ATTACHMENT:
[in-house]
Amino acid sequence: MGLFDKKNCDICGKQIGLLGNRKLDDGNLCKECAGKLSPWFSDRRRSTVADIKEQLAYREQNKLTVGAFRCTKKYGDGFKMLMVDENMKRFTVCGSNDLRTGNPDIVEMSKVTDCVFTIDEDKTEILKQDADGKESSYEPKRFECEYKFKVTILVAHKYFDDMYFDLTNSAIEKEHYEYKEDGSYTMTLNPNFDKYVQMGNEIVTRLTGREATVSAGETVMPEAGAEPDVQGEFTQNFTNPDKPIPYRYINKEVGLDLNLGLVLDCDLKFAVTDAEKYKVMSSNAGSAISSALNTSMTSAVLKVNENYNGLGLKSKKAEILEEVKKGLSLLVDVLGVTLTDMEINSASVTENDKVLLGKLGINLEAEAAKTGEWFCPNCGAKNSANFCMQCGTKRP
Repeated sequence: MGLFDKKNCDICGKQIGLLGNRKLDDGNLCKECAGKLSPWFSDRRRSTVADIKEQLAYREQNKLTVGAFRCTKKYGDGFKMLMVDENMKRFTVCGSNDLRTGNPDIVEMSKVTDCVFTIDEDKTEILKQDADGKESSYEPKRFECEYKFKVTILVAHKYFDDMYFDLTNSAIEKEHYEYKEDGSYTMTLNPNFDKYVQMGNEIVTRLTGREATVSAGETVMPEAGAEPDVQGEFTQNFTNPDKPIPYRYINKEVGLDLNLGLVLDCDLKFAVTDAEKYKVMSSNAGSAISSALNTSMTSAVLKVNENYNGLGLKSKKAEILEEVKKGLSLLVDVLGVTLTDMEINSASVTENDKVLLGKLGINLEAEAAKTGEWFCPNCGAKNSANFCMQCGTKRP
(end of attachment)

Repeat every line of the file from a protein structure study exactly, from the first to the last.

[in-house]
Amino acid sequence: MGLFDKKNCDICGKQIGLLGNRKLDDGNLCKECAGKLSPWFSDRRRSTVADIKEQLAYREQNKLTVGAFRCTKKYGDGFKMLMVDENMKRFTVCGSNDLRTGNPDIVEMSKVTDCVFTIDEDKTEILKQDADGKESSYEPKRFECEYKFKVTILVAHKYFDDMYFDLTNSAIEKEHYEYKEDGSYTMTLNPNFDKYVQMGNEIVTRLTGREATVSAGETVMPEAGAEPDVQGEFTQNFTNPDKPIPYRYINKEVGLDLNLGLVLDCDLKFAVTDAEKYKVMSSNAGSAISSALNTSMTSAVLKVNENYNGLGLKSKKAEILEEVKKGLSLLVDVLGVTLTDMEINSASVTENDKVLLGKLGINLEAEAAKTGEWFCPNCGAKNSANFCMQCGTKRP
Repeated sequence: MGLFDKKNCDICGKQIGLLGNRKLDDGNLCKECAGKLSPWFSDRRRSTVADIKEQLAYREQNKLTVGAFRCTKKYGDGFKMLMVDENMKRFTVCGSNDLRTGNPDIVEMSKVTDCVFTIDEDKTEILKQDADGKESSYEPKRFECEYKFKVTILVAHKYFDDMYFDLTNSAIEKEHYEYKEDGSYTMTLNPNFDKYVQMGNEIVTRLTGREATVSAGETVMPEAGAEPDVQGEFTQNFTNPDKPIPYRYINKEVGLDLNLGLVLDCDLKFAVTDAEKYKVMSSNAGSAISSALNTSMTSAVLKVNENYNGLGLKSKKAEILEEVKKGLSLLVDVLGVTLTDMEINSASVTENDKVLLGKLGINLEAEAAKTGEWFCPNCGAKNSANFCMQCGTKRP